As we get older it is increasingly more important to ensure you are not either eating too much or eating too little and this will shift your hormones leading to weight problems.
By cutting calories too much can lead to an increase in cortisol – the stress hormone. An increase in this stress hormone leads to the “sod it” mentality where we naturally consume more food without realising and also can increase your appetite, making it more difficult to curb your cravings – which leads back to the importance of tracking your nutrition.
The most important thing when it comes to managing your calories for weight loss is by following a sustainable calorie deficit. I know many of you are impatient but if you really want long term weight loss, then you need to have patience and consistency.
You also need to be open minded – go into this process with a trial and error approach. Use my calorie calculator – track your calories and macros and should you for some reason not be losing weight then we need a little adjustment; that could be by changing your macros, increasing your fibre, protein and reducing your sugars but without reducing your calories. It could be other factors such as stress or lack of sleep that is impacting your weight loss efforts. You need to look at the bigger picture – it’s not all about calories, it’s about your whole lifestyle!
Don’t forget to use my calorie calculator.
What you can do outside of nutrition.
While generally moving more will help – the best way in which you can combat the growing waist line and reverse what has already taken place (or curb it before it even happens) is a combination of strength training and high intensity training. This is exactly why I developed my strength and conditioning programme.
Strength & Conditioning is a great way to improve your body by losing body fat and defining muscle at the same time, with the two vital ingredients (Strength & High intensity Cardio) in one workout, which maximises results in a shorter period of time. With my structured approach to training you get the benefits and results quicker that you could ever imagine.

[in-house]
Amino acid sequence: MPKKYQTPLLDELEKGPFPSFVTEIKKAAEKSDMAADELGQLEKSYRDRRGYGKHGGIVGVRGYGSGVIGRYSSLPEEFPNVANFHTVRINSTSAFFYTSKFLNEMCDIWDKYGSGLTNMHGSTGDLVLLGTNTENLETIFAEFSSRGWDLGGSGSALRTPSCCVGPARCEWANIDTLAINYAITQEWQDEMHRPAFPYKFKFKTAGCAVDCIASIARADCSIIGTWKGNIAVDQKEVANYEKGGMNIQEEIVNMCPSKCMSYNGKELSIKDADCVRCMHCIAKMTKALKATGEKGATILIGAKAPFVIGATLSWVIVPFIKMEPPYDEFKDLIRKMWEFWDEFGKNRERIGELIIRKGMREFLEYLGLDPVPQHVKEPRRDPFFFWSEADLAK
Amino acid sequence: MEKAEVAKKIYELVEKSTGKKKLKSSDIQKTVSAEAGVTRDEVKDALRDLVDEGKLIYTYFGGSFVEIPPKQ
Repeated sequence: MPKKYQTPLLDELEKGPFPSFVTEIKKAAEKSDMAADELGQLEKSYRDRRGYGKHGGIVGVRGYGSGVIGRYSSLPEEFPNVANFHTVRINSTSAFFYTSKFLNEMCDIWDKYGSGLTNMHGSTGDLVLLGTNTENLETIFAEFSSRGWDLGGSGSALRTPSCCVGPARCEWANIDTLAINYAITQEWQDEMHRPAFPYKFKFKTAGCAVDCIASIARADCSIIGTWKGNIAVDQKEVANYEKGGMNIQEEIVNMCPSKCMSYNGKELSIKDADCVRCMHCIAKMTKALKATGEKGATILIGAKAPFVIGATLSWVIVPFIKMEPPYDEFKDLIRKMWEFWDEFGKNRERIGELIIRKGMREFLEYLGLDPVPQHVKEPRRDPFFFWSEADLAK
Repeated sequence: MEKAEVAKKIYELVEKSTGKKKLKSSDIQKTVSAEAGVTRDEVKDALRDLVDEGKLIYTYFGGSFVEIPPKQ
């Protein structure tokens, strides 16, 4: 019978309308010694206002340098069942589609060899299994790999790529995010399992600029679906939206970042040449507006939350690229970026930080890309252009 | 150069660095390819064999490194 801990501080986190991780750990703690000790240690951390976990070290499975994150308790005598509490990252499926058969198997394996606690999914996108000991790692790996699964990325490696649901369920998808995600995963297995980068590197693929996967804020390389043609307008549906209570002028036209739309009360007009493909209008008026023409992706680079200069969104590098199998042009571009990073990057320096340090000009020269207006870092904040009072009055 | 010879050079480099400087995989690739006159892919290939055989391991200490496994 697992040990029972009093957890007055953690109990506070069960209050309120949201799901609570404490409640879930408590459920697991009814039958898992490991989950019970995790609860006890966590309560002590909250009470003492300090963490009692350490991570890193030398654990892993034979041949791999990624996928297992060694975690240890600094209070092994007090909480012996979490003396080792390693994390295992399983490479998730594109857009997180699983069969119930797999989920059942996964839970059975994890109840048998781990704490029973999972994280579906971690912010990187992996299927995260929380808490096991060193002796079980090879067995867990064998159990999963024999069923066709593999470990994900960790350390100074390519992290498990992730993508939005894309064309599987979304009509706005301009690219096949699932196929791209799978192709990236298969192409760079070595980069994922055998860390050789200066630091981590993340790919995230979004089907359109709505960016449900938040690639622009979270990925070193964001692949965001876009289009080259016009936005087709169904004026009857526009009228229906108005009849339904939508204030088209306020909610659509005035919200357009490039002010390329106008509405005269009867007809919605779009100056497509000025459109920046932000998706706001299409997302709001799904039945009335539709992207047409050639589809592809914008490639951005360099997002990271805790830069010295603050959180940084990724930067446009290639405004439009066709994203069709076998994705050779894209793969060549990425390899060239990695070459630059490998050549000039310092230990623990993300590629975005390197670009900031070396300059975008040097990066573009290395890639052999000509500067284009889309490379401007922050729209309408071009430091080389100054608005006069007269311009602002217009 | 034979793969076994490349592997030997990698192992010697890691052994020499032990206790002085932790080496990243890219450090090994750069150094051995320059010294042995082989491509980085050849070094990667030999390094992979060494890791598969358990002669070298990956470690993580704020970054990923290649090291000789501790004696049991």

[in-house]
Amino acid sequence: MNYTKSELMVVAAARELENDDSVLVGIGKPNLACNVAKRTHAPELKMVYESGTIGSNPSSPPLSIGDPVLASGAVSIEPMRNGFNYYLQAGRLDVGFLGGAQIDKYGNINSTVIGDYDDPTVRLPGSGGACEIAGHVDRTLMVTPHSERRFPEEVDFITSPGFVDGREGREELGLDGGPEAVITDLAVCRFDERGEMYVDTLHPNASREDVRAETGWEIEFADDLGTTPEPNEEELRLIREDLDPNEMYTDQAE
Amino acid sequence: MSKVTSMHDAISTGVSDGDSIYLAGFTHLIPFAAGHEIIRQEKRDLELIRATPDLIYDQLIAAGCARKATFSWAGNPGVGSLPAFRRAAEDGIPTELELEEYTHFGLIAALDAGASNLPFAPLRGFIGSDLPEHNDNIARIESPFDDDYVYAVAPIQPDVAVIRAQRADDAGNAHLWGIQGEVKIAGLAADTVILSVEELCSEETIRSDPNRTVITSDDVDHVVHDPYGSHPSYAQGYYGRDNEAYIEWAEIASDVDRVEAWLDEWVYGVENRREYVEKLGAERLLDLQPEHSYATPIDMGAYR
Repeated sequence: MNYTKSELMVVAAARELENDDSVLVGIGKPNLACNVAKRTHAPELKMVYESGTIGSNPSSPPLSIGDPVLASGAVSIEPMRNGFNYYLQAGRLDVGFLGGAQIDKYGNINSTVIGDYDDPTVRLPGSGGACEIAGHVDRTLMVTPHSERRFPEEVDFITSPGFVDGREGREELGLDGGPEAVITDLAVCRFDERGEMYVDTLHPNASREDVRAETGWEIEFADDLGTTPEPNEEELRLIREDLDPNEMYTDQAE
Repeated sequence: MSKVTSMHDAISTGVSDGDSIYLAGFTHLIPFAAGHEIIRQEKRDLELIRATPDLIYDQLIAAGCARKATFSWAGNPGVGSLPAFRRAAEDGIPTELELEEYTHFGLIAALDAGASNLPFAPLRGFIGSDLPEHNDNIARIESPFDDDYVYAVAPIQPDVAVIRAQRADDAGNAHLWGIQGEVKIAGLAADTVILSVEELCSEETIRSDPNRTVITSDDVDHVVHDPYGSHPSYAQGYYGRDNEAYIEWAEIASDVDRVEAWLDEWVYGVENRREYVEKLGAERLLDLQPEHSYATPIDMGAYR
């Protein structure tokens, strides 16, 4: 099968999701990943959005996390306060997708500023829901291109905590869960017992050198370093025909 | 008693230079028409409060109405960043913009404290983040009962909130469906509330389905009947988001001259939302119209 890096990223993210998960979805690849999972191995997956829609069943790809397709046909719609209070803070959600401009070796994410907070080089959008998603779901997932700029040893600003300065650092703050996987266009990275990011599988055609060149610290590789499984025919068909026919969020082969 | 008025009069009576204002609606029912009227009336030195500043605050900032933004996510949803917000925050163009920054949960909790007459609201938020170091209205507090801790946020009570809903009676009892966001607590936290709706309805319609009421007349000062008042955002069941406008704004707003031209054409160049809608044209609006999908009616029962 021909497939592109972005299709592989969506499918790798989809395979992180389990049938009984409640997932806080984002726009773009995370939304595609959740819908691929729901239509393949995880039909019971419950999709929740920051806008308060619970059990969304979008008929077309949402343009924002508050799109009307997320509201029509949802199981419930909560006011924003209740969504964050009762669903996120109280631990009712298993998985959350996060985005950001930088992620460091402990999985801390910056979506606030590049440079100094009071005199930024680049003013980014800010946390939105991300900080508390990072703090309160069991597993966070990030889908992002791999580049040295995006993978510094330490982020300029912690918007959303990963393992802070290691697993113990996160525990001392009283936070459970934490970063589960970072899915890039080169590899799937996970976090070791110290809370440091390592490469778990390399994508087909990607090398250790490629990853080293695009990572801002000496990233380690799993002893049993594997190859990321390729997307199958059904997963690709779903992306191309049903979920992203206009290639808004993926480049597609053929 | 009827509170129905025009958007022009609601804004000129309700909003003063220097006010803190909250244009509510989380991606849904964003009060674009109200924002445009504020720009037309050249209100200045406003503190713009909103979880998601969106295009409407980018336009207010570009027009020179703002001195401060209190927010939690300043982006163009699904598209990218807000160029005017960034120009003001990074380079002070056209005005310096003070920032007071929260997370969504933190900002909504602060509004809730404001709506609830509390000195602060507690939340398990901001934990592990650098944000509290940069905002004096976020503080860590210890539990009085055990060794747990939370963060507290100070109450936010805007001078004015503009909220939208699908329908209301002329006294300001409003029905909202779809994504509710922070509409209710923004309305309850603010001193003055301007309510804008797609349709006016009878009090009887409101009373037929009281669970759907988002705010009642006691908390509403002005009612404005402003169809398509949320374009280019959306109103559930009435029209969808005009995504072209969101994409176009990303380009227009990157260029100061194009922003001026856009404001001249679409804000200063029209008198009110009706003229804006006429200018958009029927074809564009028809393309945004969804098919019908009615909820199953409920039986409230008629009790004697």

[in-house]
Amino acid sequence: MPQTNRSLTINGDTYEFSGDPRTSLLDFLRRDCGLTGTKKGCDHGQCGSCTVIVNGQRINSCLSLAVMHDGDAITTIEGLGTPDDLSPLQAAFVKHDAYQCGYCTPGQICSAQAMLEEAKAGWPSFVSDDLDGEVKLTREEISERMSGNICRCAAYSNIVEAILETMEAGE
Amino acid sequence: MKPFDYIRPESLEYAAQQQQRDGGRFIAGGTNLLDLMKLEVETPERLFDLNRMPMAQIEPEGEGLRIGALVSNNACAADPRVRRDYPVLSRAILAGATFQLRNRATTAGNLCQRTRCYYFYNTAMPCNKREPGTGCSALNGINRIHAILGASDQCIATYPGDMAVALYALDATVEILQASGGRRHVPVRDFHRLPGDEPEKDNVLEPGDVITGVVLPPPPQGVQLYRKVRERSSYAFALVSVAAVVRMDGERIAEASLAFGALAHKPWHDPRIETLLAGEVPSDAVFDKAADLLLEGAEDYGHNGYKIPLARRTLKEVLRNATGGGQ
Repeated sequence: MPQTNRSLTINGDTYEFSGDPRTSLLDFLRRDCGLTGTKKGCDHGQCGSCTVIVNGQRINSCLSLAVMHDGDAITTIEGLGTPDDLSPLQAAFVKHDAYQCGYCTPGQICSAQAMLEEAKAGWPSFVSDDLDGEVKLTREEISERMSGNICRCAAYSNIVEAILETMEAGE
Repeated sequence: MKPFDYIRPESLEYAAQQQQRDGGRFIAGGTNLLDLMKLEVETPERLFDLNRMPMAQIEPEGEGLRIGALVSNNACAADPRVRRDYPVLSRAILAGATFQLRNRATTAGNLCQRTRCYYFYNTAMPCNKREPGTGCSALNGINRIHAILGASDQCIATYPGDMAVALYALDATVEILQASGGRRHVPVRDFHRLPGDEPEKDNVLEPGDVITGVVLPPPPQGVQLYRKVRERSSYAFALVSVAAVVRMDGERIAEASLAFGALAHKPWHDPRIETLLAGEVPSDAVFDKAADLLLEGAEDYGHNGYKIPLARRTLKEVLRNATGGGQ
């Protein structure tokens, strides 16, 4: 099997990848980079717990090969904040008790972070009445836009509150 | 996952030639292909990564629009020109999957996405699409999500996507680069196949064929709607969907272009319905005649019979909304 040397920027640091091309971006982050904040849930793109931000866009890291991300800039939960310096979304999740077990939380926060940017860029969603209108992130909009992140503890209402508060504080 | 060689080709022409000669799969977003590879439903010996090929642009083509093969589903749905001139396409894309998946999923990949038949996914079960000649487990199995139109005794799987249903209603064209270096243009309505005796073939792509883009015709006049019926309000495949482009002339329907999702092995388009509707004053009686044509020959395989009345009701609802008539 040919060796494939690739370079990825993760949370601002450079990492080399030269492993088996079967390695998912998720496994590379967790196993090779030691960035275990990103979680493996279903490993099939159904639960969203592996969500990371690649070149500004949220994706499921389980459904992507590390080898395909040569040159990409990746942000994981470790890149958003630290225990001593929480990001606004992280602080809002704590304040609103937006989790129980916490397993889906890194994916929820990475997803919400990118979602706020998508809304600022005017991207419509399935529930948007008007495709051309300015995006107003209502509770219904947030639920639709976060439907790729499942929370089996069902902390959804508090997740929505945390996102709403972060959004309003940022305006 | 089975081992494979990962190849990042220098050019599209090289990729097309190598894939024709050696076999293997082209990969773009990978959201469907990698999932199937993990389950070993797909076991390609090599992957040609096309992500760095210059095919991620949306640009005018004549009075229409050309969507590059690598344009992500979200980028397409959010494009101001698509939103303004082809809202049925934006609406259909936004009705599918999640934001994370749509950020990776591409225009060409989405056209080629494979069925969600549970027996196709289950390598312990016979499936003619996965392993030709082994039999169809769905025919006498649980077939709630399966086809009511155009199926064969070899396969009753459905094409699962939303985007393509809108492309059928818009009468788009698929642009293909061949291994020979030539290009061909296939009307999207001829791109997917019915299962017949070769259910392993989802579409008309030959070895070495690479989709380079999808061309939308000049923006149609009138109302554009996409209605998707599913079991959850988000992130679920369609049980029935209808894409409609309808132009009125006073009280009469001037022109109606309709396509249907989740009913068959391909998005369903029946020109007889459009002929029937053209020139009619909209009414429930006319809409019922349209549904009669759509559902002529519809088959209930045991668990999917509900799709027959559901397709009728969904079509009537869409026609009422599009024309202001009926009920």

After the age of 40, you lose muscle mass. Muscle is what burns calories, you lose around 1% of muscle mass every year from the age of 40. Even if you have never done strength training before – it’s not too late to start building lean muscle mass. This will help to burn fat and increase your metabolism, it also helps keep your bones and body strong and healthy.
You might be wondering how many hours you need to be spending on building lean muscle to see a real benefit. Much to your surprise it is actually less than you might think. 2-4 strength sessions per week is plenty. This is why I developed my programme to give you structured strength & conditioning workouts 3 x per week. Anything over and above this is down to you, your lifestyle and the time you have to train but paired with nutrition it is enough to combat the changes in your body and regain control of what is happening as you age. Compound moves are key ingredients to my workout plans – compound moves are when you are using multiple muscles and joints to perform a given exercise to maximise your results.